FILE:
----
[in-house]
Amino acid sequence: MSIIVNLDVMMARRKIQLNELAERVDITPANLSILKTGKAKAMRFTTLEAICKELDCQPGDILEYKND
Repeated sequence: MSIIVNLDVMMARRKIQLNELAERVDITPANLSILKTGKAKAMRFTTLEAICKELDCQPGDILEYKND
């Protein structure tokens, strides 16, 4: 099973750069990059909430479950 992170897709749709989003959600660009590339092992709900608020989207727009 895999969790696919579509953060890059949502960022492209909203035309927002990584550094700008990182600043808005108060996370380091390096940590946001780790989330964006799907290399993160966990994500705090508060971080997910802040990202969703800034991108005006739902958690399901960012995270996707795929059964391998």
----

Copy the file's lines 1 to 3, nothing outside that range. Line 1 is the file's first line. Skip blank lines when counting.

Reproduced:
[in-house]
Amino acid sequence: MSIIVNLDVMMARRKIQLNELAERVDITPANLSILKTGKAKAMRFTTLEAICKELDCQPGDILEYKND
Repeated sequence: MSIIVNLDVMMARRKIQLNELAERVDITPANLSILKTGKAKAMRFTTLEAICKELDCQPGDILEYKND